How can you ensure you are buying the right technology and not just investing in a trend or fad?

It can be really hard to look past the sales pitch with technology, everything always sounds brilliant and solves a problem you didn’t always know you had! I often use two yardsticks when looking at technology for the hotel, firstly can I see our customers having this at home in the future? If the answer is no then it’s a bigger risk or potentially a fad, if yes then we explore it further. Secondly I look at other industries and see what is being adopted there, for example we use a platform to collect personalised guest information prior to the stay. I came across this technology when I was writing my children’s Christmas lists with them, it was such a clever and personal data collection form I immediately saw its potential for our hotel.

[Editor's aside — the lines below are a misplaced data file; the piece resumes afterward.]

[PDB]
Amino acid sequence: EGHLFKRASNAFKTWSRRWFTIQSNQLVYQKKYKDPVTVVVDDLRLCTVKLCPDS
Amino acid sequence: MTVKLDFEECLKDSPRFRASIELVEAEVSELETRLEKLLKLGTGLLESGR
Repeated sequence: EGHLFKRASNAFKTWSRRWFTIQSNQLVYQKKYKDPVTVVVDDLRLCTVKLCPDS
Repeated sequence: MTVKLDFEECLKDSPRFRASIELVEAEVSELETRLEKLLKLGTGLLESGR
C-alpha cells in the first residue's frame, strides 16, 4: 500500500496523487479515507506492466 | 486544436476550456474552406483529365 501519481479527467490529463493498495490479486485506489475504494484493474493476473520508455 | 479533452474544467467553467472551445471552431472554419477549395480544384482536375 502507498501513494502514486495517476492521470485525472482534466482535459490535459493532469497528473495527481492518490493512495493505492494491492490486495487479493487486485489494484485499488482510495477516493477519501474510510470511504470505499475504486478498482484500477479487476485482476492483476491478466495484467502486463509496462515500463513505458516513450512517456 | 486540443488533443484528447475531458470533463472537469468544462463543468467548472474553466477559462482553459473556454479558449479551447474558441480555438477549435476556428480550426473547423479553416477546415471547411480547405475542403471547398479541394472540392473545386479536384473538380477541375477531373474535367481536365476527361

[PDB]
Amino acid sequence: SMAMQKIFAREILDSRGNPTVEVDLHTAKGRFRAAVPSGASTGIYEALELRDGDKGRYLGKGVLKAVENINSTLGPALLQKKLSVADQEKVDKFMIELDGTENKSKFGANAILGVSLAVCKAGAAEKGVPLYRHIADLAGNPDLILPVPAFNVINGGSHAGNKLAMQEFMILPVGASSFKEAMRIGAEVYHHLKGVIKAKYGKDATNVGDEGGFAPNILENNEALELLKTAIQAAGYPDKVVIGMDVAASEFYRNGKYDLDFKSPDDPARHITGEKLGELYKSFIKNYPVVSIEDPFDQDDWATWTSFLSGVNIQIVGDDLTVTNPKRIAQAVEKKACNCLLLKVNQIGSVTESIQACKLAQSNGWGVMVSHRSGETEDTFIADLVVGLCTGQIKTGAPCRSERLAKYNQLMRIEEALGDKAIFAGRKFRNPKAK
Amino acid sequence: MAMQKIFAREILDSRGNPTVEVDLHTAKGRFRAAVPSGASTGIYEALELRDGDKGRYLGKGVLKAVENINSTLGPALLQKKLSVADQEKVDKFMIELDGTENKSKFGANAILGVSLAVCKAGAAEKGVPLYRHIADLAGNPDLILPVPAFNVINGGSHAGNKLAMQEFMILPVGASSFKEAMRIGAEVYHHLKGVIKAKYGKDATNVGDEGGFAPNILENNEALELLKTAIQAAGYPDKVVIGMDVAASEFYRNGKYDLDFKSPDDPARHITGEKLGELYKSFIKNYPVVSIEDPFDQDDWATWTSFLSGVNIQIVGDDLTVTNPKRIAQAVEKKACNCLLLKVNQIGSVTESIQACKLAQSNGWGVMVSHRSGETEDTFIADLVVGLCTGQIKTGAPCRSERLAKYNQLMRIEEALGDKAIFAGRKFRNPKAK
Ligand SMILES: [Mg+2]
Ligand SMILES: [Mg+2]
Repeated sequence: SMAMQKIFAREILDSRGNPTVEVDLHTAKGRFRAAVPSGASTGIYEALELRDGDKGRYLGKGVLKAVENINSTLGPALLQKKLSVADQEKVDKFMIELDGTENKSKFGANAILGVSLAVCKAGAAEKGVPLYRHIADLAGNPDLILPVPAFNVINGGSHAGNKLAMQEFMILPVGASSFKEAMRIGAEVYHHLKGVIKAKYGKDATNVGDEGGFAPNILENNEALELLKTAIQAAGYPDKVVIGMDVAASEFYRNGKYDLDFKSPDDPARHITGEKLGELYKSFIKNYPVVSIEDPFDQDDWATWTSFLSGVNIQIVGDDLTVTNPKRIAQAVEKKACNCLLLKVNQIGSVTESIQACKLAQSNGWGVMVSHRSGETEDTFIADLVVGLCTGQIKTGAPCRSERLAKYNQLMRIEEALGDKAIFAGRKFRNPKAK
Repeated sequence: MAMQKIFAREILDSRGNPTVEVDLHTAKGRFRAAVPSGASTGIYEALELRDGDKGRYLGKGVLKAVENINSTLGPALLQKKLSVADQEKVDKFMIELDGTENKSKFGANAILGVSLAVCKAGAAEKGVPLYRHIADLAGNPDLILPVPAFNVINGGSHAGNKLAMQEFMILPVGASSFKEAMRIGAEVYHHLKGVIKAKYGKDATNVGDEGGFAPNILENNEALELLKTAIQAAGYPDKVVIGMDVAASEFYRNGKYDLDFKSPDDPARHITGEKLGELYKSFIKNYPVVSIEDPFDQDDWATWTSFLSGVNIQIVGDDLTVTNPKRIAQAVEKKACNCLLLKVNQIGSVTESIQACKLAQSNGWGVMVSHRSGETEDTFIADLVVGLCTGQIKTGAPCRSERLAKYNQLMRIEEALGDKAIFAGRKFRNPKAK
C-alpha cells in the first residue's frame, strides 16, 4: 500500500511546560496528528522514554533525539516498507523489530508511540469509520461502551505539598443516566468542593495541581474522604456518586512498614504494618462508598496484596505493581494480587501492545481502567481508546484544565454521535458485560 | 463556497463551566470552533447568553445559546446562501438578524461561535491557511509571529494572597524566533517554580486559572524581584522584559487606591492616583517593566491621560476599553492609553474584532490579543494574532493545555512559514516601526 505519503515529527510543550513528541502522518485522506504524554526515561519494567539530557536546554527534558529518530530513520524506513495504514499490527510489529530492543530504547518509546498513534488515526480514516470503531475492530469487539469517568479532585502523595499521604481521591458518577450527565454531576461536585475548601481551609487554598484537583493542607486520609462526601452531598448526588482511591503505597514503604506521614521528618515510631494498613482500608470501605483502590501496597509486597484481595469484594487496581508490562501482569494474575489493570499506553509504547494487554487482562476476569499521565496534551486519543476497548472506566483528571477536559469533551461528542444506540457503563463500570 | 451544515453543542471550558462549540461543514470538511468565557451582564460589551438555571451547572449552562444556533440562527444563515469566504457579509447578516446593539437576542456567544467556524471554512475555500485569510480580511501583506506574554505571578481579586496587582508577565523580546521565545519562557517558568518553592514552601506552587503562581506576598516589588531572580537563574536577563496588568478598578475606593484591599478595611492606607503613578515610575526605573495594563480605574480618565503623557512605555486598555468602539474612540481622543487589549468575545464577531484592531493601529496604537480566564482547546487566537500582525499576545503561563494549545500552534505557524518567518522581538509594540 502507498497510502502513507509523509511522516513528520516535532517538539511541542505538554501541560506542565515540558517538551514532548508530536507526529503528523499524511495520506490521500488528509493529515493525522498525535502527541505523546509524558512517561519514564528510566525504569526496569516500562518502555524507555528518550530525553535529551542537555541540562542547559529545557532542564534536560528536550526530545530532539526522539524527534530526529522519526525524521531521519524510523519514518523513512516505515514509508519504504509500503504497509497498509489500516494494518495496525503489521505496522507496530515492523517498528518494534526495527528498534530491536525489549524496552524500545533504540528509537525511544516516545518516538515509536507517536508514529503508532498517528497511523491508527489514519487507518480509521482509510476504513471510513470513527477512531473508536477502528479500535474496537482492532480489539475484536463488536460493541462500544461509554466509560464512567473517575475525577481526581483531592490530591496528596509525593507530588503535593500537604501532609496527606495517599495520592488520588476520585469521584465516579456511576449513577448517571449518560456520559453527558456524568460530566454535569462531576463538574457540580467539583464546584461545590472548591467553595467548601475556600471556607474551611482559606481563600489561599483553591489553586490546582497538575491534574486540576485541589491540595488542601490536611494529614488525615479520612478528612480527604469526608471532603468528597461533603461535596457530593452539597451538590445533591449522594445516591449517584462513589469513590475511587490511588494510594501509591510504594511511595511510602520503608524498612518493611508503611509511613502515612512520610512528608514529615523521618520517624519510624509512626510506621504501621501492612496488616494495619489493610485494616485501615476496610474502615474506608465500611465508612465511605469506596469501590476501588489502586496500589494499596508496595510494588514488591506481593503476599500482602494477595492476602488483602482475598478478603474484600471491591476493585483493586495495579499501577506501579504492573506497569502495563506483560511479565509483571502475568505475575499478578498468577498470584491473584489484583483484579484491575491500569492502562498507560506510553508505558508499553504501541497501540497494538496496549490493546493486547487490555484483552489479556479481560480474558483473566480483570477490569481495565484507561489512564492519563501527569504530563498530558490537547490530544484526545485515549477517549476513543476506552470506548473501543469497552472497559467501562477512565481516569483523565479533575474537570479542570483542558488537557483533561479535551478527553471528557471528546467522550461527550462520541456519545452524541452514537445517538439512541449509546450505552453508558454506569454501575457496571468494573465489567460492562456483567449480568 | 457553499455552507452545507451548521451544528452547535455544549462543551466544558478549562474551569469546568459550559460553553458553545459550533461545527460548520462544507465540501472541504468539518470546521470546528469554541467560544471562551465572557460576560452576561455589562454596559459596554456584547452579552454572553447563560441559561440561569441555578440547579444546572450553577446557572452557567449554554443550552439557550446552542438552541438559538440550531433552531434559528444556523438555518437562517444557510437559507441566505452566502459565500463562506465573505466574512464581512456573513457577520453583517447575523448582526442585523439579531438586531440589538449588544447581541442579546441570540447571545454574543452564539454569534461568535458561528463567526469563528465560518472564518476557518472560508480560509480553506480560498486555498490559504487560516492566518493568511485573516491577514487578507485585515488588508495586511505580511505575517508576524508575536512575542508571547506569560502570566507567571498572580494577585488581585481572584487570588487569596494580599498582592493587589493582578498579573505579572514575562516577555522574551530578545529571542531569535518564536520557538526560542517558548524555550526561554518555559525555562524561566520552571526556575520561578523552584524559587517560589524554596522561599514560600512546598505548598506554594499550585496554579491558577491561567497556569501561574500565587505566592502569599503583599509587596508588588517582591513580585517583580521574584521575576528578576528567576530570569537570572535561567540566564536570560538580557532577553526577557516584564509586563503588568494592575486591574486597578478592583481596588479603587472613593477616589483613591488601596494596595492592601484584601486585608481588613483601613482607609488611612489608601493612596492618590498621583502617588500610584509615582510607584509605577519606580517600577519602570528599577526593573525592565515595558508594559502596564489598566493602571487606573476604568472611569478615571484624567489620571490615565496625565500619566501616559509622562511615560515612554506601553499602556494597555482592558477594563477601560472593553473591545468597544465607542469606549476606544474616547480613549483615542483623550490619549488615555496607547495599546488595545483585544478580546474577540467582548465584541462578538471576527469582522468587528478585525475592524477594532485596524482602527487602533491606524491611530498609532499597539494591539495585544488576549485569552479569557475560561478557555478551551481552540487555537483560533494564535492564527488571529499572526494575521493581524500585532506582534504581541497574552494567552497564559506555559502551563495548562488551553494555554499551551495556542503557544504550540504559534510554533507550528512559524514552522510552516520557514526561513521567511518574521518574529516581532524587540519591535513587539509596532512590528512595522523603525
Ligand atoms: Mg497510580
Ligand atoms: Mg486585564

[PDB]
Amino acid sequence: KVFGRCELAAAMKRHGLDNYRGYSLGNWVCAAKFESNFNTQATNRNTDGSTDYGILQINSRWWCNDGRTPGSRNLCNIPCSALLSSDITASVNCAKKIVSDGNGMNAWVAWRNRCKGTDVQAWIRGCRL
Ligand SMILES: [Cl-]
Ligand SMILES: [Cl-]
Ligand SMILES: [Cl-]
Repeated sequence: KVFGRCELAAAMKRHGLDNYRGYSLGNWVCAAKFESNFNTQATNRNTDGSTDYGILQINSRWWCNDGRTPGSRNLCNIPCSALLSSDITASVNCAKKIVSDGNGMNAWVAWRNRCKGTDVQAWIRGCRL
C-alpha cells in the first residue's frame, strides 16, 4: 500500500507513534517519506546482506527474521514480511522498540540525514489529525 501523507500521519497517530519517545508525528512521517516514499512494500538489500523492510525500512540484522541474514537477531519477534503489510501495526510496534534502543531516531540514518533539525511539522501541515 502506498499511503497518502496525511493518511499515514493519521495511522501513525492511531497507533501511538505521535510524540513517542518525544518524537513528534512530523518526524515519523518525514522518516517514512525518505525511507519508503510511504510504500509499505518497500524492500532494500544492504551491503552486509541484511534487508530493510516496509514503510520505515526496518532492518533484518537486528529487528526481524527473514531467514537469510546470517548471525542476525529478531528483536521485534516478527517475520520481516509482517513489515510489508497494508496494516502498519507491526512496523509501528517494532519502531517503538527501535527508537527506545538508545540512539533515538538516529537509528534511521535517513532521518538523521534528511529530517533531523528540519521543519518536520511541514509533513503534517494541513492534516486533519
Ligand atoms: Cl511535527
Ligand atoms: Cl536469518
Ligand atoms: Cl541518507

How do you ensure that the technology you install is suitable and appropriate for all your customers, whatever their age?

Understanding your customer is the key here but also accepting that not all technology will be used by everyone who stays. We have had Smart TV’s in the rooms since we opened and I know there are still guests who don’t have Netflix accounts or want to use them for catching up whilst away. I also know that my customer base would struggle to use systems where the curtains and lights are controlled by an Ipad and this would cause more confusion than happiness! Technology is about a balance, it should help guests to remove repetitive tasks or improve them so their satisfaction increases.